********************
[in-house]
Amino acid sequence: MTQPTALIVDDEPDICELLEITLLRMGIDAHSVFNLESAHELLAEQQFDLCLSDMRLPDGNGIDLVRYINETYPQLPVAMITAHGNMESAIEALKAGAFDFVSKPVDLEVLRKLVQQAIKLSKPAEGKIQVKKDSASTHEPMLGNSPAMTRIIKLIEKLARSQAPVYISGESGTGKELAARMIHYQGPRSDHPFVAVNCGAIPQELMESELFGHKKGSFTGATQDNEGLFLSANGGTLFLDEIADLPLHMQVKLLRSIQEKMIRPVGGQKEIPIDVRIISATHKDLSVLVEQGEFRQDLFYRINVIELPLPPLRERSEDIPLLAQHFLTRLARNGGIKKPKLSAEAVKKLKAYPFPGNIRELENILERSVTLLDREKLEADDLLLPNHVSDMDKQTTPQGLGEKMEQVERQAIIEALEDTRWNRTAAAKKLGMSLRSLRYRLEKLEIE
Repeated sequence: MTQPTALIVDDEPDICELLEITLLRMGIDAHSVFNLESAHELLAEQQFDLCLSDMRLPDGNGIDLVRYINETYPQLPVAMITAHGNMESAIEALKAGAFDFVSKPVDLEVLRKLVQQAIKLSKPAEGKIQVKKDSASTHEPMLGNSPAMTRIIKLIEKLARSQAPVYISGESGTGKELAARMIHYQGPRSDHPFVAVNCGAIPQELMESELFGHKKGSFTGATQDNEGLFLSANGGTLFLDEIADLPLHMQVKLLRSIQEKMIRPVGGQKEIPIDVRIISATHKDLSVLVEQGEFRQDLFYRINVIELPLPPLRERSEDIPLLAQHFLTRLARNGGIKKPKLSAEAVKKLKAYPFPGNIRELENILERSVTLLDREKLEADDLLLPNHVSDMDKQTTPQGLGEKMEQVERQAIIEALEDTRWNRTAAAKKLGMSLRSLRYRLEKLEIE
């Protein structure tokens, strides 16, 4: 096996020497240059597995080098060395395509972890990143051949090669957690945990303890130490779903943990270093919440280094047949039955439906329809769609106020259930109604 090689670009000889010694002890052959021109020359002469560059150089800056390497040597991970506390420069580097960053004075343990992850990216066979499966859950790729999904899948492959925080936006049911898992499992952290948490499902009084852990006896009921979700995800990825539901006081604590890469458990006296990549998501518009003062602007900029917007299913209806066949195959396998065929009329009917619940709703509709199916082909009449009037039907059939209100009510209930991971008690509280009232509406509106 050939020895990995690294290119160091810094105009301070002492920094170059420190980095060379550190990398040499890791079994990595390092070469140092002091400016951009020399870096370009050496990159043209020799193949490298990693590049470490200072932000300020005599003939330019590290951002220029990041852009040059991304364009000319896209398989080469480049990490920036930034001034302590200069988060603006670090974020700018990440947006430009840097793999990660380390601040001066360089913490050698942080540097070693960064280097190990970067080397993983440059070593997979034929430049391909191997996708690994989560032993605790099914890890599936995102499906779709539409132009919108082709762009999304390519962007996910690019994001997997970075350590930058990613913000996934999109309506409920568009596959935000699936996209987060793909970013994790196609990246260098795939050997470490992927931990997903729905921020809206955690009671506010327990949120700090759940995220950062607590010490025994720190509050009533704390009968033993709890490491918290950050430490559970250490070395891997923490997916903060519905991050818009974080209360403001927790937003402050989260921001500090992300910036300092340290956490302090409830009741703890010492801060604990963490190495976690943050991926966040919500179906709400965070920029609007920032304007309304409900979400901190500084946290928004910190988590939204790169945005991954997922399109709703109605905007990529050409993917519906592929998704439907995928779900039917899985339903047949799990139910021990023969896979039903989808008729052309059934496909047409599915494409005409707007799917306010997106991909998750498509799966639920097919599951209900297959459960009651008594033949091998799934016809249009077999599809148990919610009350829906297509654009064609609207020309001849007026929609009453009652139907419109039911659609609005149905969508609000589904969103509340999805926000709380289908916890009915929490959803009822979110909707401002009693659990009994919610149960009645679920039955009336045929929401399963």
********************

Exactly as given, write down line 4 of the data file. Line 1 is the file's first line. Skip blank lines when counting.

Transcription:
């Protein structure tokens, strides 16, 4: 096996020497240059597995080098060395395509972890990143051949090669957690945990303890130490779903943990270093919440280094047949039955439906329809769609106020259930109604 090689670009000889010694002890052959021109020359002469560059150089800056390497040597991970506390420069580097960053004075343990992850990216066979499966859950790729999904899948492959925080936006049911898992499992952290948490499902009084852990006896009921979700995800990825539901006081604590890469458990006296990549998501518009003062602007900029917007299913209806066949195959396998065929009329009917619940709703509709199916082909009449009037039907059939209100009510209930991971008690509280009232509406509106 050939020895990995690294290119160091810094105009301070002492920094170059420190980095060379550190990398040499890791079994990595390092070469140092002091400016951009020399870096370009050496990159043209020799193949490298990693590049470490200072932000300020005599003939330019590290951002220029990041852009040059991304364009000319896209398989080469480049990490920036930034001034302590200069988060603006670090974020700018990440947006430009840097793999990660380390601040001066360089913490050698942080540097070693960064280097190990970067080397993983440059070593997979034929430049391909191997996708690994989560032993605790099914890890599936995102499906779709539409132009919108082709762009999304390519962007996910690019994001997997970075350590930058990613913000996934999109309506409920568009596959935000699936996209987060793909970013994790196609990246260098795939050997470490992927931990997903729905921020809206955690009671506010327990949120700090759940995220950062607590010490025994720190509050009533704390009968033993709890490491918290950050430490559970250490070395891997923490997916903060519905991050818009974080209360403001927790937003402050989260921001500090992300910036300092340290956490302090409830009741703890010492801060604990963490190495976690943050991926966040919500179906709400965070920029609007920032304007309304409900979400901190500084946290928004910190988590939204790169945005991954997922399109709703109605905007990529050409993917519906592929998704439907995928779900039917899985339903047949799990139910021990023969896979039903989808008729052309059934496909047409599915494409005409707007799917306010997106991909998750498509799966639920097919599951209900297959459960009651008594033949091998799934016809249009077999599809148990919610009350829906297509654009064609609207020309001849007026929609009453009652139907419109039911659609609005149905969508609000589904969103509340999805926000709380289908916890009915929490959803009822979110909707401002009693659990009994919610149960009645679920039955009336045929929401399963």